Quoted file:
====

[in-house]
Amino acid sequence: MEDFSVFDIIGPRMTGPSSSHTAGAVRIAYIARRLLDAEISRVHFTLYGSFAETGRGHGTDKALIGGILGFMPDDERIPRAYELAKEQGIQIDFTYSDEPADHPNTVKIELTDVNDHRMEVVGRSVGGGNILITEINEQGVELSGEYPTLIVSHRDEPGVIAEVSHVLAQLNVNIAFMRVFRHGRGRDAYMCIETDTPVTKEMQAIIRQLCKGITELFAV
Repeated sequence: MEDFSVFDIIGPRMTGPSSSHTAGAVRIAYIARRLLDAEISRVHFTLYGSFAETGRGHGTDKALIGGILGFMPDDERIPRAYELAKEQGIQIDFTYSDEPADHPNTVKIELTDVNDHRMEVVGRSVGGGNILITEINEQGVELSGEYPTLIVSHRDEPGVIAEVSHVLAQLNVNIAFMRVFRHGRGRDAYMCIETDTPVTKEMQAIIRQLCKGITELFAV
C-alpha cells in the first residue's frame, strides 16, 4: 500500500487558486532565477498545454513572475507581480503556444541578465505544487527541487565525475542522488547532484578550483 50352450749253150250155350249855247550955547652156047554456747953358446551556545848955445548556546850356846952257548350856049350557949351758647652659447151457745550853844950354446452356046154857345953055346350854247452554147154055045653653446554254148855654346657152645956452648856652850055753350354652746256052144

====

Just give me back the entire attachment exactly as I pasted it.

[in-house]
Amino acid sequence: MEDFSVFDIIGPRMTGPSSSHTAGAVRIAYIARRLLDAEISRVHFTLYGSFAETGRGHGTDKALIGGILGFMPDDERIPRAYELAKEQGIQIDFTYSDEPADHPNTVKIELTDVNDHRMEVVGRSVGGGNILITEINEQGVELSGEYPTLIVSHRDEPGVIAEVSHVLAQLNVNIAFMRVFRHGRGRDAYMCIETDTPVTKEMQAIIRQLCKGITELFAV
Repeated sequence: MEDFSVFDIIGPRMTGPSSSHTAGAVRIAYIARRLLDAEISRVHFTLYGSFAETGRGHGTDKALIGGILGFMPDDERIPRAYELAKEQGIQIDFTYSDEPADHPNTVKIELTDVNDHRMEVVGRSVGGGNILITEINEQGVELSGEYPTLIVSHRDEPGVIAEVSHVLAQLNVNIAFMRVFRHGRGRDAYMCIETDTPVTKEMQAIIRQLCKGITELFAV
C-alpha cells in the first residue's frame, strides 16, 4: 500500500487558486532565477498545454513572475507581480503556444541578465505544487527541487565525475542522488547532484578550483 50352450749253150250155350249855247550955547652156047554456747953358446551556545848955445548556546850356846952257548350856049350557949351758647652659447151457745550853844950354446452356046154857345953055346350854247452554147154055045653653446554254148855654346657152645956452648856652850055753350354652746256052144